Bernie Sanders tight-lipped over possible 2020 White House bid

Reeling over devastating Democratic losses and witnessing Hillary Clinton’s humiliating defeat at the hands of New York businessman Donald Trump, Vermont Senator Bernie Sanders told the Associated Press his intent to play an active role in rebuilding his shattered party, but stopped short of revealing plans for the future.

Asked where his future may take him politically, Sanders acknowledged his impending 2018 reelection bid.

“Four years is a long time from now. We’ll take one thing at a time, but I’m not ruling out anything,” Sanders said on Friday.

Sanders’ comments were not limited to his coming times:  The progressive senator lamented Tuesday’s losses on both the federal and state level, called President-elect Trump’s appeal to working-class voters to the detriment of Democrats an “embarrassment,” and attributed Hillary Clinton’s loss to a “lack of enthusiasm” among voters.

On Thursday evening, Sanders was quizzed by CNN’s Wolf Blitzer, who asked the 75-year-old senator to engage in the notion had he been the Democratic nominee, would he have outperformed or perhaps beaten Mr. Trump.

Demonstrating a level of class and self-worth he revealed in his primary fight with Hillary Clinton, Mr. Sanders declined to lash out at the DNC’s former leadership, chiefly former chair Debbie Wasserman-Schultz who was driven from her post over its dishonest nomination framework, and replied: “What good does it do now?”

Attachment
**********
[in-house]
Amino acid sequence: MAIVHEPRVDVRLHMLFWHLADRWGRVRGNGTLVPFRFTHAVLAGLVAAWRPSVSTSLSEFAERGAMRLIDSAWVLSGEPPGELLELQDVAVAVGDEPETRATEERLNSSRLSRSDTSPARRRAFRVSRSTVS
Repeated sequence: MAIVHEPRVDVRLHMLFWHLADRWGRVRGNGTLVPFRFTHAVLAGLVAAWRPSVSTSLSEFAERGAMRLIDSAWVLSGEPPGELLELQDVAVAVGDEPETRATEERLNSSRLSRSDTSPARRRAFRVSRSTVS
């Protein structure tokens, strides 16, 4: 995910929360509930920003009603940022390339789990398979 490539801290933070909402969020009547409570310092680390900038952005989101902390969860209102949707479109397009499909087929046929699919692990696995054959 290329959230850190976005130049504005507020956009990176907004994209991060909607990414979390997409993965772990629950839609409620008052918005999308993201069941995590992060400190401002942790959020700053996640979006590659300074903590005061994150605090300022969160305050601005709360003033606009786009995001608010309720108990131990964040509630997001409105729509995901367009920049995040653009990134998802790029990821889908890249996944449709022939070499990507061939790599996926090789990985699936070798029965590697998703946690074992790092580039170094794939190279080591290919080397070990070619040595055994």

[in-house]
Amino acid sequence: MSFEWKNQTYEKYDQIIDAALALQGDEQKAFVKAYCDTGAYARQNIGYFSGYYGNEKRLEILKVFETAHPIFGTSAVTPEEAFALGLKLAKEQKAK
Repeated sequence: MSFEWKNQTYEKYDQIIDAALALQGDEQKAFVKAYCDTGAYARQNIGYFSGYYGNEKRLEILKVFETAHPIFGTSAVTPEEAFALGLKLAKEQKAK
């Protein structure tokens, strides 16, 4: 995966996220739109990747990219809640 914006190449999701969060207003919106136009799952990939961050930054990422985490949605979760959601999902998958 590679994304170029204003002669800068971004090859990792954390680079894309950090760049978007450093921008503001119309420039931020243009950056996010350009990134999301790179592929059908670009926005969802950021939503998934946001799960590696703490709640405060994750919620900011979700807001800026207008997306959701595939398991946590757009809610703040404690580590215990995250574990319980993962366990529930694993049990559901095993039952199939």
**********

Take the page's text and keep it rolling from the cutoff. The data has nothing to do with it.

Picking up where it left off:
Following Mr. Sanders appearance with Blitzer, Jane Sanders submitted to an interview with the CNN host on Friday to discuss the Democratic Party’s outlook.

Blunt in her assessment over who should take the reins of the DNC, Sanders praised Minnesota Congressman Keith Ellison, but refused to offer a formal endorsement when asked if Howard Dean or former Maryland Gov. Martin O’Malley would be better suited for the role.

Eventually directing his interview to the Tuesday election, Biltzer asked Mrs. Sanders if her husband would have had a better chance than Hillary Clinton to defeat Donald Trump. “Absolutely, but it doesn’t matter. The election is over,” she responded.

Watch CNN’s full interview with Jane Sanders below:

 

[The Hill] [CNN] [Photo courtesy Getty Images via BBC]